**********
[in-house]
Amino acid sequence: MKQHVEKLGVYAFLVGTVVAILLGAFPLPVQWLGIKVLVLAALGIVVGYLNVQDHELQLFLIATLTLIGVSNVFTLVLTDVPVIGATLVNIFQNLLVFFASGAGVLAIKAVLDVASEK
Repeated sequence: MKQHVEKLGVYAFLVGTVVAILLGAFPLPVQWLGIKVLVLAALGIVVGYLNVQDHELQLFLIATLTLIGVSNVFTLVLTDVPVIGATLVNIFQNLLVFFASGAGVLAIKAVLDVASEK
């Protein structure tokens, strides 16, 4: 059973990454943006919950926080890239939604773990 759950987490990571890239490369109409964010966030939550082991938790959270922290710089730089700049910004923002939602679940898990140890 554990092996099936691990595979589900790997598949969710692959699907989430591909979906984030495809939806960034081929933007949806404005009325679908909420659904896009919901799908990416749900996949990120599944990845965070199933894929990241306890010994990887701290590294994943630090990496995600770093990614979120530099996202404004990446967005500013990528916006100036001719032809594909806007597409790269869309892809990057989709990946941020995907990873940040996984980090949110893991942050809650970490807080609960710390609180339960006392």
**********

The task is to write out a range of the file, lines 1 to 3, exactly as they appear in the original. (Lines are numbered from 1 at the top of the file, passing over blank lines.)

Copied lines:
[in-house]
Amino acid sequence: MKQHVEKLGVYAFLVGTVVAILLGAFPLPVQWLGIKVLVLAALGIVVGYLNVQDHELQLFLIATLTLIGVSNVFTLVLTDVPVIGATLVNIFQNLLVFFASGAGVLAIKAVLDVASEK
Repeated sequence: MKQHVEKLGVYAFLVGTVVAILLGAFPLPVQWLGIKVLVLAALGIVVGYLNVQDHELQLFLIATLTLIGVSNVFTLVLTDVPVIGATLVNIFQNLLVFFASGAGVLAIKAVLDVASEK